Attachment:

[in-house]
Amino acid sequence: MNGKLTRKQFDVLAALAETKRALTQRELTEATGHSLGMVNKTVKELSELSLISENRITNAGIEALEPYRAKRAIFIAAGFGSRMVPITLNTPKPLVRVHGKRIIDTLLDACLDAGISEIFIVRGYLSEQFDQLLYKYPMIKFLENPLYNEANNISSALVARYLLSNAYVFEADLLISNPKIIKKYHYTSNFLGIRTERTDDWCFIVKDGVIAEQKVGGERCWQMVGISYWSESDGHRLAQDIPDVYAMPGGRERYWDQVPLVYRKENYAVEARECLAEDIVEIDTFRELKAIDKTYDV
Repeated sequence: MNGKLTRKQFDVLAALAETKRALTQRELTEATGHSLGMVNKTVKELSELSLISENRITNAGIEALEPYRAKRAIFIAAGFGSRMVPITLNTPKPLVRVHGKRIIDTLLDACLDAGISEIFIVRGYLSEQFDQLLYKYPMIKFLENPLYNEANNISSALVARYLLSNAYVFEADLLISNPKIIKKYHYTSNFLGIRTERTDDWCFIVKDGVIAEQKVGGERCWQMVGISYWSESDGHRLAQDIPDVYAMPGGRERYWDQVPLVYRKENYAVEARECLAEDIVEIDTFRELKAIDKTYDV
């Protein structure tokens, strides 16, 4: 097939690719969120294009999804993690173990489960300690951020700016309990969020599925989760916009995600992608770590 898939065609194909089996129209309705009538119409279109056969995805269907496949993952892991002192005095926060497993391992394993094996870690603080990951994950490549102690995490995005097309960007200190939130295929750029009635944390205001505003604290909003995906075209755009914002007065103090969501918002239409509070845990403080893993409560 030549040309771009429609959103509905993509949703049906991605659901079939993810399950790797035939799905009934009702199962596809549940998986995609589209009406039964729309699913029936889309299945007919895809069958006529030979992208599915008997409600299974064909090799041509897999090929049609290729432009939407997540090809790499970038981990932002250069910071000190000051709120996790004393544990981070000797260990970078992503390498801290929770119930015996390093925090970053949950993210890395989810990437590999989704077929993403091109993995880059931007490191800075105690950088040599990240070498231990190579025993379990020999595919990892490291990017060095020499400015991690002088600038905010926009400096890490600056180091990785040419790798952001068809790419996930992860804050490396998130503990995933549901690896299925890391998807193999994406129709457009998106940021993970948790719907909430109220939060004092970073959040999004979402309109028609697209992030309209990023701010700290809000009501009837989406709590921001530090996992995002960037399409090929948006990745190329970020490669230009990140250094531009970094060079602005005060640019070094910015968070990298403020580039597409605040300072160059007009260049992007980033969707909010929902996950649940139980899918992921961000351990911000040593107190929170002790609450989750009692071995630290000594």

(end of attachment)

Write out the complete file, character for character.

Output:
[in-house]
Amino acid sequence: MNGKLTRKQFDVLAALAETKRALTQRELTEATGHSLGMVNKTVKELSELSLISENRITNAGIEALEPYRAKRAIFIAAGFGSRMVPITLNTPKPLVRVHGKRIIDTLLDACLDAGISEIFIVRGYLSEQFDQLLYKYPMIKFLENPLYNEANNISSALVARYLLSNAYVFEADLLISNPKIIKKYHYTSNFLGIRTERTDDWCFIVKDGVIAEQKVGGERCWQMVGISYWSESDGHRLAQDIPDVYAMPGGRERYWDQVPLVYRKENYAVEARECLAEDIVEIDTFRELKAIDKTYDV
Repeated sequence: MNGKLTRKQFDVLAALAETKRALTQRELTEATGHSLGMVNKTVKELSELSLISENRITNAGIEALEPYRAKRAIFIAAGFGSRMVPITLNTPKPLVRVHGKRIIDTLLDACLDAGISEIFIVRGYLSEQFDQLLYKYPMIKFLENPLYNEANNISSALVARYLLSNAYVFEADLLISNPKIIKKYHYTSNFLGIRTERTDDWCFIVKDGVIAEQKVGGERCWQMVGISYWSESDGHRLAQDIPDVYAMPGGRERYWDQVPLVYRKENYAVEARECLAEDIVEIDTFRELKAIDKTYDV
């Protein structure tokens, strides 16, 4: 097939690719969120294009999804993690173990489960300690951020700016309990969020599925989760916009995600992608770590 898939065609194909089996129209309705009538119409279109056969995805269907496949993952892991002192005095926060497993391992394993094996870690603080990951994950490549102690995490995005097309960007200190939130295929750029009635944390205001505003604290909003995906075209755009914002007065103090969501918002239409509070845990403080893993409560 030549040309771009429609959103509905993509949703049906991605659901079939993810399950790797035939799905009934009702199962596809549940998986995609589209009406039964729309699913029936889309299945007919895809069958006529030979992208599915008997409600299974064909090799041509897999090929049609290729432009939407997540090809790499970038981990932002250069910071000190000051709120996790004393544990981070000797260990970078992503390498801290929770119930015996390093925090970053949950993210890395989810990437590999989704077929993403091109993995880059931007490191800075105690950088040599990240070498231990190579025993379990020999595919990892490291990017060095020499400015991690002088600038905010926009400096890490600056180091990785040419790798952001068809790419996930992860804050490396998130503990995933549901690896299925890391998807193999994406129709457009998106940021993970948790719907909430109220939060004092970073959040999004979402309109028609697209992030309209990023701010700290809000009501009837989406709590921001530090996992995002960037399409090929948006990745190329970020490669230009990140250094531009970094060079602005005060640019070094910015968070990298403020580039597409605040300072160059007009260049992007980033969707909010929902996950649940139980899918992921961000351990911000040593107190929170002790609450989750009692071995630290000594």